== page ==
3. Bo sate (you may have noticed by now that “bo” means beef) is supremely tender pieces of grilled tenderloin, rolled up with slivers of ginger at the center. Like a great steak, but no cutting involved.

4. Steamed spheres of ground beef packed with mushrooms, peas, and bean thread noodles are known as bo cha dum. They’re crumbly-soft and pleasantly fatty–good with shrimp chips.

5. The best meatballs elmomonster has ever had are the bo nuong mo chai, beef sausage balls seasoned with a touch of five-spice and wrapped in caul fat so they baste themselves while broiling. Result: smoky scrumptiousness.

6. As you near the end, a salad is most welcome: bo bit tet. This time the sliced tenderloin comes sluiced with tart Italian dressing over a bed of refreshing butter lettuce.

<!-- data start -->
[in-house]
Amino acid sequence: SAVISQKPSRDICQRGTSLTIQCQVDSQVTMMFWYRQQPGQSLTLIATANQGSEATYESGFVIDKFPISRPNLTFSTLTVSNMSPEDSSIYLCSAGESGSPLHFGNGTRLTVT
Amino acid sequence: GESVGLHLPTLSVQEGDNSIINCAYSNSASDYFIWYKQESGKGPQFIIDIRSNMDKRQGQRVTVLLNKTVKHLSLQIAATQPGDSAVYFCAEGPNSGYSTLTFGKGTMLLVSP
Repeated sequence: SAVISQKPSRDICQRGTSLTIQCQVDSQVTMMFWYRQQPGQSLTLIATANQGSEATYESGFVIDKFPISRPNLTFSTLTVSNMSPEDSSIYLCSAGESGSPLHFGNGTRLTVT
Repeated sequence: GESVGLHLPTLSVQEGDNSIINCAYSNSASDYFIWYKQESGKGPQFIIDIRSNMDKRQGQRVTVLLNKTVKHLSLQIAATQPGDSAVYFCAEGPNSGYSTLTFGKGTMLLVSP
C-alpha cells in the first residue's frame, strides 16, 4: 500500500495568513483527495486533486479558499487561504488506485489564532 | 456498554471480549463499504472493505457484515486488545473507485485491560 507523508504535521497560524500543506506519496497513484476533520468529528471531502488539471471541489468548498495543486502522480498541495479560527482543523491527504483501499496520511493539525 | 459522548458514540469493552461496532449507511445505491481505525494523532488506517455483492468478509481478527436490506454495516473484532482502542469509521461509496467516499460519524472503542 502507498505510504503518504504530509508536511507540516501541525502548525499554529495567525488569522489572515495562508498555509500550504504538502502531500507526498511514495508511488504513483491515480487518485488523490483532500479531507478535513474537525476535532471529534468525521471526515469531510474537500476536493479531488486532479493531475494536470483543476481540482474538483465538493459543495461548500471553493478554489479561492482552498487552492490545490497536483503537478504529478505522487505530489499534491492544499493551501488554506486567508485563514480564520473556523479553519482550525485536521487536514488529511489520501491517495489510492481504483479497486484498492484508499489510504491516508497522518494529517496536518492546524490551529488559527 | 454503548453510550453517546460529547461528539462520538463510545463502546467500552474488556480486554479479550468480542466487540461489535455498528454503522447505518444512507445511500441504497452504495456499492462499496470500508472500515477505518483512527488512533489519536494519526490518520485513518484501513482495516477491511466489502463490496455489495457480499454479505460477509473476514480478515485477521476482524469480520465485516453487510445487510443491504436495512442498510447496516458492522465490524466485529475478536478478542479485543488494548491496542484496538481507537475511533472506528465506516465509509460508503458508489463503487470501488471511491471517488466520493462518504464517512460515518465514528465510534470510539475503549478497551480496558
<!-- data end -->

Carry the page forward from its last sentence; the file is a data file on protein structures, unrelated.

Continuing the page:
7. The last course is chao bo, a clear soup of rice, minced beef, scallions, ginger, and star pasta–yep, just like that in Campbell’s Chicken ‘n Stars soup.

Seven courses of beef (bo bay mon) is $13.99 per person.

Pagolac Restaurant [Little Saigon]
14580 Brookhurst St., Westminster

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Beef 7 ways at Pagolac

Dinner Rolls That Really Impress

Thee’s Bakery makes some damn fine dinner rolls, says the ever-picky JudiAU.

“When warmed in the oven they were revealed to be very fine with a soft pillowy interior, deep yeasty flavor, and a sheen that may in fact really be butter! I was impressed because nothing, ever, has come this close to my mom’s. Five days later an unopened package was still in great condition….I was very pleased, and to quote Mr. JudiAU–hey, how often does that happen?”